Combining treatment and counselling to improve patient outcomes
Julian Jackson Director – Visionbridge
New research from Manchester Royal Eye Hospital has concluded that despite the extraordinary scientific achievements in diagnosing and treating serious eye diseases such as wet age related macular degeneration (wAMD), which have revolutionised our ability to reverse life-changing vision loss, high levels of anxiety and depression persist in patients. Therefore all health care professionals must ensure that patients can reap the full benefits of this cutting-edge science.
Manchester based researchers say that the study findings demonstrate the value of human interaction between clinician and patient in offering reassurance around the efficacy and safety associated with anti-VEGF injections and highlights how factors such as patients’ understanding and building strong relationships with healthcare professionals may help alleviate anxiety around receiving injections. Patients may benefit from additional assurances from clinical staff regarding success rates in halting disease progression with anti-VEGF therapy, how it can reduce the risk of becoming blind in the future and the low likelihood of serious problems occurring following the injections.
These research findings also point to the importance of considering specialised counselling for certain wAMD patients – indeed, literature has shown that tailored psychological and psychosocial interventions can be effective to reduce anxiety and depression in wAMD patients and contribute to their adjustment to illness and medical treatments. Although levels of depression reduce once anti-VEGF therapy is established, doctors should be vigilant to such symptoms and their potential to impair quality-of-life. It is believed that the use of standardised tools to screen wAMD patients for symptoms of anxiety and depression in the macular treatment unit could better help identify patients at risk. Further research and controlled trials will be needed to better understand anxiety and depression in wAMD patients and develop new intervention tools at patient and clinical level to reduce symptoms and improve quality-of-life.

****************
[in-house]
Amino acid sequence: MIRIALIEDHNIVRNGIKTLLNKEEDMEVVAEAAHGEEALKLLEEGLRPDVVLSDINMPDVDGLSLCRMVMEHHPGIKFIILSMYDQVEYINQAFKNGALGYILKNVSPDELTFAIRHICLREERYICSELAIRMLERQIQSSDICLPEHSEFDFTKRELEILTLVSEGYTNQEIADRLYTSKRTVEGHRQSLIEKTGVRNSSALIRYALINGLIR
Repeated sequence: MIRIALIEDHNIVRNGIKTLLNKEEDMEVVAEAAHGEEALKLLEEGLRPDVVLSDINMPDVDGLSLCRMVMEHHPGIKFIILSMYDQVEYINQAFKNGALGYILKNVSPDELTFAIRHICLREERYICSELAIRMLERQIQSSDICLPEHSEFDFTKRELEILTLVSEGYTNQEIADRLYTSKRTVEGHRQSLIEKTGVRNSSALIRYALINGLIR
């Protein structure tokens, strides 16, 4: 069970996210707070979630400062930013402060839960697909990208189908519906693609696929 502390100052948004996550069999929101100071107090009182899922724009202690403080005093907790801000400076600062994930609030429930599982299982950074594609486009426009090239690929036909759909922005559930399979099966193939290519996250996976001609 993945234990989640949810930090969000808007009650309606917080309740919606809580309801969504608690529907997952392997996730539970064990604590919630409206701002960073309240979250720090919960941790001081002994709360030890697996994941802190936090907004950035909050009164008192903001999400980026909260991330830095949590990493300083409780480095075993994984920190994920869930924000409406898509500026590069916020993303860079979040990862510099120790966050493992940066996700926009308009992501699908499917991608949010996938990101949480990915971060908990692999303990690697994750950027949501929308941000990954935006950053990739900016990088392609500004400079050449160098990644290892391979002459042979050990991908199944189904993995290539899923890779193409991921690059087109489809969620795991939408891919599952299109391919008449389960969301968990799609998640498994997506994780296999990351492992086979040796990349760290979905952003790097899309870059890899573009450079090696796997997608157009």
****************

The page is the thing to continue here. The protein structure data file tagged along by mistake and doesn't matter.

This study was supported by the National Institute for Health Research (NIHR). It was also funded by a grant from Bayer, in order to support the ophthalmology community in transforming care and supporting people living with retinal conditions.